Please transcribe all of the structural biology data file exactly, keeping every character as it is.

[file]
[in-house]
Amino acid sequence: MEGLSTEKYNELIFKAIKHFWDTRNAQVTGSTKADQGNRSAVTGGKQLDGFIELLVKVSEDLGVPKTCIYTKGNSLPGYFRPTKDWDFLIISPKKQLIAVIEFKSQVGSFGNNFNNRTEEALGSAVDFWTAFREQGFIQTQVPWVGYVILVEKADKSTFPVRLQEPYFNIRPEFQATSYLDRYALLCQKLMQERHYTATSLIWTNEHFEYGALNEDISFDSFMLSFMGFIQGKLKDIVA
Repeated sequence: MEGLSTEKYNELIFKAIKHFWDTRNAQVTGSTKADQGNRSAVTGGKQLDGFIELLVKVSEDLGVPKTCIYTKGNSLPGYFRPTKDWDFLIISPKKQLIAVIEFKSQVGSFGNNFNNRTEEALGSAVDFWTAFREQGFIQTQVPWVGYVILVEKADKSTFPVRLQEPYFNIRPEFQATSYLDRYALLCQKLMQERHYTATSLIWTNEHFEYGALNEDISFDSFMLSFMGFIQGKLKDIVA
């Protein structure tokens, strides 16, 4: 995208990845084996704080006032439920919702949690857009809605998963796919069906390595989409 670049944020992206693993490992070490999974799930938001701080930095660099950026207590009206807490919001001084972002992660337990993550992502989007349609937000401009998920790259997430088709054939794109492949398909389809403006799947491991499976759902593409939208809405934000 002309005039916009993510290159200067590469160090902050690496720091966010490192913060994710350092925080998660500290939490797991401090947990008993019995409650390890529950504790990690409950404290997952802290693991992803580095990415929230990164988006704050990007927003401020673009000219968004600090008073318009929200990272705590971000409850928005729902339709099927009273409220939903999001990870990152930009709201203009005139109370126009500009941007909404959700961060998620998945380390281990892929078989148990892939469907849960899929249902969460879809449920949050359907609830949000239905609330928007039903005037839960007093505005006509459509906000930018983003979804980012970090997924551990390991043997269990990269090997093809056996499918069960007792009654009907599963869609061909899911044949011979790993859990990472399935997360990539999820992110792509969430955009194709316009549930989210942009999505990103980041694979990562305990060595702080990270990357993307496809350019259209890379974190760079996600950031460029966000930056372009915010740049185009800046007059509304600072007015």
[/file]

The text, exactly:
[in-house]
Amino acid sequence: MEGLSTEKYNELIFKAIKHFWDTRNAQVTGSTKADQGNRSAVTGGKQLDGFIELLVKVSEDLGVPKTCIYTKGNSLPGYFRPTKDWDFLIISPKKQLIAVIEFKSQVGSFGNNFNNRTEEALGSAVDFWTAFREQGFIQTQVPWVGYVILVEKADKSTFPVRLQEPYFNIRPEFQATSYLDRYALLCQKLMQERHYTATSLIWTNEHFEYGALNEDISFDSFMLSFMGFIQGKLKDIVA
Repeated sequence: MEGLSTEKYNELIFKAIKHFWDTRNAQVTGSTKADQGNRSAVTGGKQLDGFIELLVKVSEDLGVPKTCIYTKGNSLPGYFRPTKDWDFLIISPKKQLIAVIEFKSQVGSFGNNFNNRTEEALGSAVDFWTAFREQGFIQTQVPWVGYVILVEKADKSTFPVRLQEPYFNIRPEFQATSYLDRYALLCQKLMQERHYTATSLIWTNEHFEYGALNEDISFDSFMLSFMGFIQGKLKDIVA
């Protein structure tokens, strides 16, 4: 995208990845084996704080006032439920919702949690857009809605998963796919069906390595989409 670049944020992206693993490992070490999974799930938001701080930095660099950026207590009206807490919001001084972002992660337990993550992502989007349609937000401009998920790259997430088709054939794109492949398909389809403006799947491991499976759902593409939208809405934000 002309005039916009993510290159200067590469160090902050690496720091966010490192913060994710350092925080998660500290939490797991401090947990008993019995409650390890529950504790990690409950404290997952802290693991992803580095990415929230990164988006704050990007927003401020673009000219968004600090008073318009929200990272705590971000409850928005729902339709099927009273409220939903999001990870990152930009709201203009005139109370126009500009941007909404959700961060998620998945380390281990892929078989148990892939469907849960899929249902969460879809449920949050359907609830949000239905609330928007039903005037839960007093505005006509459509906000930018983003979804980012970090997924551990390991043997269990990269090997093809056996499918069960007792009654009907599963869609061909899911044949011979790993859990990472399935997360990539999820992110792509969430955009194709316009549930989210942009999505990103980041694979990562305990060595702080990270990357993307496809350019259209890379974190760079996600950031460029966000930056372009915010740049185009800046007059509304600072007015």